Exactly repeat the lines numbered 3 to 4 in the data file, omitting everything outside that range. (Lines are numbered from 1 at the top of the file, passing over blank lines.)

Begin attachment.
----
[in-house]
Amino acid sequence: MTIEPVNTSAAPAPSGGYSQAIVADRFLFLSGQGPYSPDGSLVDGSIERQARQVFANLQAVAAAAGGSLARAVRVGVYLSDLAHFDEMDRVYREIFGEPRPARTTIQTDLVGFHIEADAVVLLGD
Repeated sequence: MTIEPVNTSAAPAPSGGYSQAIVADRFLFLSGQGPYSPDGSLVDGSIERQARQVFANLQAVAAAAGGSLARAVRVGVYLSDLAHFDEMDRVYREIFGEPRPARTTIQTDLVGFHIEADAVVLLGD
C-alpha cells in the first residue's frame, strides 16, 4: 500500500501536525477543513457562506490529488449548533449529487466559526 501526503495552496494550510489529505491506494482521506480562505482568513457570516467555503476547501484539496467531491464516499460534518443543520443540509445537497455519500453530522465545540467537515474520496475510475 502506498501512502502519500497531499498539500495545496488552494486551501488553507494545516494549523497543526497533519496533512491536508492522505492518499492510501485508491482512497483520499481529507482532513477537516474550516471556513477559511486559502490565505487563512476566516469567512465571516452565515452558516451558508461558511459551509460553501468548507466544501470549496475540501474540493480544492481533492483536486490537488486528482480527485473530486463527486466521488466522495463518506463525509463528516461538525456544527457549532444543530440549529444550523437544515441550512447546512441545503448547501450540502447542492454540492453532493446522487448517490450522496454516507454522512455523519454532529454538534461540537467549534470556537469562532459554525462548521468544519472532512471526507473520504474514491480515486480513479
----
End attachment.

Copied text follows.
Repeated sequence: MTIEPVNTSAAPAPSGGYSQAIVADRFLFLSGQGPYSPDGSLVDGSIERQARQVFANLQAVAAAAGGSLARAVRVGVYLSDLAHFDEMDRVYREIFGEPRPARTTIQTDLVGFHIEADAVVLLGD
C-alpha cells in the first residue's frame, strides 16, 4: 500500500501536525477543513457562506490529488449548533449529487466559526 501526503495552496494550510489529505491506494482521506480562505482568513457570516467555503476547501484539496467531491464516499460534518443543520443540509445537497455519500453530522465545540467537515474520496475510475 502506498501512502502519500497531499498539500495545496488552494486551501488553507494545516494549523497543526497533519496533512491536508492522505492518499492510501485508491482512497483520499481529507482532513477537516474550516471556513477559511486559502490565505487563512476566516469567512465571516452565515452558516451558508461558511459551509460553501468548507466544501470549496475540501474540493480544492481533492483536486490537488486528482480527485473530486463527486466521488466522495463518506463525509463528516461538525456544527457549532444543530440549529444550523437544515441550512447546512441545503448547501450540502447542492454540492453532493446522487448517490450522496454516507454522512455523519454532529454538534461540537467549534470556537469562532459554525462548521468544519472532512471526507473520504474514491480515486480513479